A MUM battling for compensation after her partner was killed in a horrific accident at work is taking her landmark legal battle to the Court of Appeal.
Alan Winters was aged 28 when he was crushed to death at the Davy Markham factory in Darnall, Sheffield, nearly five years ago.
He had just moved into a new house in Littledale with his pregnant girlfriend Laurie Swift – now 30 – when the tragedy happened.
Six weeks after his death, their son Alan Jnr was born, but Laurie has so far been denied compensation because of a law which bans payouts to couples if they are unmarried or have not lived together for two years.
Speaking to The Star for the first time since her partner died, the mum-of-two said the legislation, the 1976 Fatal Accidents Act, is ‘outdated and needs to be changed’.
Laurie said: “People don’t live how they used to years ago.
“I hope it will change, so no-one else will go through what I went through.”
Alan, a crane driver, was killed when a group of employees tried to extract a five-tonne crate from a massive shipping container using a forklift truck. He was crushed between the top of the forklift truck’s roll cage and the lid of the container while trying to unhook a chain.
Davy Markham was fined £33,333, with £49,247 costs, in 2011.
Last year Laurie went to the High Court in her quest for compensation, but judge Mr Justice Eady ruled only Parliament could change the law.
As their dependent, Alan Jnr, now four, received damages but, had the couple been cohabiting for two years, Laurie would also have been entitled to £400,000.
Laurie, who also has an older daughter, Leah, said it was not about the money.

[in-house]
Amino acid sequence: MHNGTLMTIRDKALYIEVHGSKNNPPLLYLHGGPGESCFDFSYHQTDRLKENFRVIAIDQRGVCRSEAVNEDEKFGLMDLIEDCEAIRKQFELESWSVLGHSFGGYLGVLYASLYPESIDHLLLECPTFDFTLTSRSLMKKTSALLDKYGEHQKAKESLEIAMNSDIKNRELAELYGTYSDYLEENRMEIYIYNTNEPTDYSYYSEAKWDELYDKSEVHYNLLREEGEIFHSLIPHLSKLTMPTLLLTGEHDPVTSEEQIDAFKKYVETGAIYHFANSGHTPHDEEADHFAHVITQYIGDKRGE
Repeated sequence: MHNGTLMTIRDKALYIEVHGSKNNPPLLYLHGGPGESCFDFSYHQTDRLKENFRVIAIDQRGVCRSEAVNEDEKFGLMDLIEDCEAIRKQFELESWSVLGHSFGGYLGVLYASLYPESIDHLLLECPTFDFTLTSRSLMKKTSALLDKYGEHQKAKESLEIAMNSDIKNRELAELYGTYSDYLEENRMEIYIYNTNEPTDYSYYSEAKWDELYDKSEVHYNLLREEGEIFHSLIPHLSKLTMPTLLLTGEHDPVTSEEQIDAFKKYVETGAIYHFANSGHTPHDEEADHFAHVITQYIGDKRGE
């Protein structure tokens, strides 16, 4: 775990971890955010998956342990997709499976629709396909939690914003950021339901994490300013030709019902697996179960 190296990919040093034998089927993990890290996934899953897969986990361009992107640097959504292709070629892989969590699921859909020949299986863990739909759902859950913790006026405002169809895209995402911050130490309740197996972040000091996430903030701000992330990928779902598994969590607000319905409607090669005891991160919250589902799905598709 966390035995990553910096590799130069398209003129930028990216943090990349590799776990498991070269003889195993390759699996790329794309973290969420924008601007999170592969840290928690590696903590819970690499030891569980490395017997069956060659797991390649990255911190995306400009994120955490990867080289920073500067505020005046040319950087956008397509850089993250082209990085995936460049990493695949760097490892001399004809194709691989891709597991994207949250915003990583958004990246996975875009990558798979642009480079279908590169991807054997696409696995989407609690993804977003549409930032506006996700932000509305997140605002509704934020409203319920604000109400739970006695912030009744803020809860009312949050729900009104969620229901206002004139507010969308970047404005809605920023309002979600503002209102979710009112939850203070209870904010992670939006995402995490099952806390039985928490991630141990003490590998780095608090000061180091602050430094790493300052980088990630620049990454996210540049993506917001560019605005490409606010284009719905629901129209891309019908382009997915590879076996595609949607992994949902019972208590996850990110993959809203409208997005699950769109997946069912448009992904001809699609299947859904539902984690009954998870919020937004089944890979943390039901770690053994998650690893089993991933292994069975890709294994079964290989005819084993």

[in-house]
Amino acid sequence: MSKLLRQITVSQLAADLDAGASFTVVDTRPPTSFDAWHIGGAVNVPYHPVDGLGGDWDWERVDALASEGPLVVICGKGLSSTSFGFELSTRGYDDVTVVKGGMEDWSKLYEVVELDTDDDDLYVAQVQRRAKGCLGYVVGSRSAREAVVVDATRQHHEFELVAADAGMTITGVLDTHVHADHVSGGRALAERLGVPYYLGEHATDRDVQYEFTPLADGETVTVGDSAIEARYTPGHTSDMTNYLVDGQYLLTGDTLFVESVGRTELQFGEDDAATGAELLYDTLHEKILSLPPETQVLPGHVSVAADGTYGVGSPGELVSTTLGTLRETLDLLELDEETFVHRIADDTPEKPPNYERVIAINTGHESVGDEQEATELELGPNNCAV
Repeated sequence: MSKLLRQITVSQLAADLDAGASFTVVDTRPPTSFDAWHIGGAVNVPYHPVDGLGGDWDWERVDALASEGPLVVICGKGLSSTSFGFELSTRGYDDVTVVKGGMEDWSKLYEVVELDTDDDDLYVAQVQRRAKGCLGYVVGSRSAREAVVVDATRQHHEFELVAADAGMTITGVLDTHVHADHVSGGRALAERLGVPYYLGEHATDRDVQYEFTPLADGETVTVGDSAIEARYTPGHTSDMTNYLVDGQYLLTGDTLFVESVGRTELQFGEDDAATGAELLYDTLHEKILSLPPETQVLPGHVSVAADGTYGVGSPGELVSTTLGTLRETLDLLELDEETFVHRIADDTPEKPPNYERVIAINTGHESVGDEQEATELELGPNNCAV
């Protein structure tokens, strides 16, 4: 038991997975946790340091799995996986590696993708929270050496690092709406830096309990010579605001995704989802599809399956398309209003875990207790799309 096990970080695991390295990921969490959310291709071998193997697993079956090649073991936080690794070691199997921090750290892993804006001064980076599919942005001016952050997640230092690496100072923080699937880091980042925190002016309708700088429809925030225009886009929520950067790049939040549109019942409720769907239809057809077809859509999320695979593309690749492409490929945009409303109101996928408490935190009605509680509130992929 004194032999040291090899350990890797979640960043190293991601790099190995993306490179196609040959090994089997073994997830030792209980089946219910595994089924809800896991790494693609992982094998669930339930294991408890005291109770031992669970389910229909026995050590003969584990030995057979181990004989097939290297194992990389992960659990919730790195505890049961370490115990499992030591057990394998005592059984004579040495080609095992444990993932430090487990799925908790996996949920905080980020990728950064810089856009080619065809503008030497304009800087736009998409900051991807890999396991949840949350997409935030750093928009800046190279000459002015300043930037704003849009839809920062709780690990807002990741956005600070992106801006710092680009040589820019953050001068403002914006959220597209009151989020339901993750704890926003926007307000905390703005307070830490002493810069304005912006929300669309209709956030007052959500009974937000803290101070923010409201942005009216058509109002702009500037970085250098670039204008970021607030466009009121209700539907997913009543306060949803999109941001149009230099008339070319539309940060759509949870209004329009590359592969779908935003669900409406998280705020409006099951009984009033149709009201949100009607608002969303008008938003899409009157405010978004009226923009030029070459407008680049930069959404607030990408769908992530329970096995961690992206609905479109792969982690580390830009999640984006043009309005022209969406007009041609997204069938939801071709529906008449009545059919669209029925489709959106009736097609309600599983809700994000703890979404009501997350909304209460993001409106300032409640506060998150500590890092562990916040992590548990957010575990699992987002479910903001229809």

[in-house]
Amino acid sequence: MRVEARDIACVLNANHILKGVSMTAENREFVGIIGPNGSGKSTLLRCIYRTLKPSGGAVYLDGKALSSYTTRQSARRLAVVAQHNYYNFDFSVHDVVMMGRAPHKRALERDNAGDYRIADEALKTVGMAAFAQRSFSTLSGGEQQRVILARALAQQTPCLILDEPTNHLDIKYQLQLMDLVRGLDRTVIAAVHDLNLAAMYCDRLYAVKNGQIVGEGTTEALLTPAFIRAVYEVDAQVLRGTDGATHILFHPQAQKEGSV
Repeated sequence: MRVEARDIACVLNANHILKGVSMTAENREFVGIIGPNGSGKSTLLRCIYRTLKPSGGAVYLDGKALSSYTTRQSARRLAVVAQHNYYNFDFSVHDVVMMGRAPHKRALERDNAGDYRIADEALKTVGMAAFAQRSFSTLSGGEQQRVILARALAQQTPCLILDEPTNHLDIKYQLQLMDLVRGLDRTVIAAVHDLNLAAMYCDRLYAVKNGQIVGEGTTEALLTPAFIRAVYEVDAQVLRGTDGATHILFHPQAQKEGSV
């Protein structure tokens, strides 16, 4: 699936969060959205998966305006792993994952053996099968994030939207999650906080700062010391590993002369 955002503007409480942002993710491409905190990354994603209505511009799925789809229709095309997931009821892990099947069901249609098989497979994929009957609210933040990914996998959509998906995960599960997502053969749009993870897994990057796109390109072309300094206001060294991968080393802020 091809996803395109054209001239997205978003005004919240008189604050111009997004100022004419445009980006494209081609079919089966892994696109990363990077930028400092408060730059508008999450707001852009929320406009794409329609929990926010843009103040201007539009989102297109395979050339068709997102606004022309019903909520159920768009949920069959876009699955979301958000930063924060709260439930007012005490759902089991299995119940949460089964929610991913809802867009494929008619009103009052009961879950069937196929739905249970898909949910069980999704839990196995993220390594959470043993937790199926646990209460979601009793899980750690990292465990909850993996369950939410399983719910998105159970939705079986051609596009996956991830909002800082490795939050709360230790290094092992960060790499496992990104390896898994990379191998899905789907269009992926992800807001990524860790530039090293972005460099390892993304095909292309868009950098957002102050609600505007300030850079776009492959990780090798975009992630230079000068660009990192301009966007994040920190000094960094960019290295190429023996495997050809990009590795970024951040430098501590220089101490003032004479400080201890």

She said: “It would help, but I’ve been on my own for five years without, and I think I’ve done quite all right.
“It’s hard, obviously, because kids want things and want to go on holiday, and I can’t afford to have a car. The money would support all three of us, it’s not just for me.”
Laurie said she found the repeated court hearings ‘frustrating’.
“You get back on your feet and start learning to cope, but every time it keeps being dragged back up again,” she said. “It doesn’t help me to move on.”
Fighting back tears, she continued: “I don’t really remember the exact moment I heard Alan had died. It was like a blur, like a bad dream that wasn’t really happening. When they took me to see him, that was the hardest.
“Alan was lovely, he was kind and caring, really laid-back and just amazing. We would have got married. We talked about having more children after Alan was born.
“He enjoyed his job, he was a hard worker.”
Alan, a former pupil at Handsworth Grange School, worked at Sheffield Forgemasters before taking the job at Davy Markham.
Laurie said she felt ‘upset’ Alan Jnr will never meet his father.
“It’s getting harder, he’s at an age now where he’s asking questions, asking where his dad is,” she said. “He knows he is not around but I don’t think he understands why.
“He’s like his dad in every way. He’s got his dad’s eyes and his mannerisms. It’s hard but it’s nice, just being able to see it.”
Laurie’s case will be heard at the Appeal Court in London tomorrow, where her lawyers will argue the 1976 Act breaches the mum’s right to enjoy a family life under Article 8 of the European Convention of Human Rights.